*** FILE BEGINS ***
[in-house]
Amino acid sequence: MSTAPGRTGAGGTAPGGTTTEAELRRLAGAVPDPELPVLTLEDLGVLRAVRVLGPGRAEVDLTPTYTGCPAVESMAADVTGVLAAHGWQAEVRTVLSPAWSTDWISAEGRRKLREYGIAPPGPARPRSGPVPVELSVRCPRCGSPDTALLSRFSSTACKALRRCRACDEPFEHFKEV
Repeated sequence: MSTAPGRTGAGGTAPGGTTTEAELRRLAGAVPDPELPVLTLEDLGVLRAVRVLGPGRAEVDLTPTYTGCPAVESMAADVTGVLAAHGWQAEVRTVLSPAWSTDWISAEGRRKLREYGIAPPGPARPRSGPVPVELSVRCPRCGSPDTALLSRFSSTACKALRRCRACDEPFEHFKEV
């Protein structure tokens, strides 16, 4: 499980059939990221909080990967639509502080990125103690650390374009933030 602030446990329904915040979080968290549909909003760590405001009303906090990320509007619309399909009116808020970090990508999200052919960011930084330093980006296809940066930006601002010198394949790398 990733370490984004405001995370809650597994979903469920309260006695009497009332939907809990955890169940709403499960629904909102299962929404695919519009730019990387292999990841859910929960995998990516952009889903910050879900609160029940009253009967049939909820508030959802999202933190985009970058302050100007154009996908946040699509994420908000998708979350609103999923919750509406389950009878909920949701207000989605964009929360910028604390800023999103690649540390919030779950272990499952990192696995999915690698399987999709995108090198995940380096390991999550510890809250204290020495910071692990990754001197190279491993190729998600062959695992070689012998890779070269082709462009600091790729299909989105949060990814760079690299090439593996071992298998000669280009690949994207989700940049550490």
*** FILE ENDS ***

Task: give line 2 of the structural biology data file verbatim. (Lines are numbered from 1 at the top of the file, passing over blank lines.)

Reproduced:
Amino acid sequence: MSTAPGRTGAGGTAPGGTTTEAELRRLAGAVPDPELPVLTLEDLGVLRAVRVLGPGRAEVDLTPTYTGCPAVESMAADVTGVLAAHGWQAEVRTVLSPAWSTDWISAEGRRKLREYGIAPPGPARPRSGPVPVELSVRCPRCGSPDTALLSRFSSTACKALRRCRACDEPFEHFKEV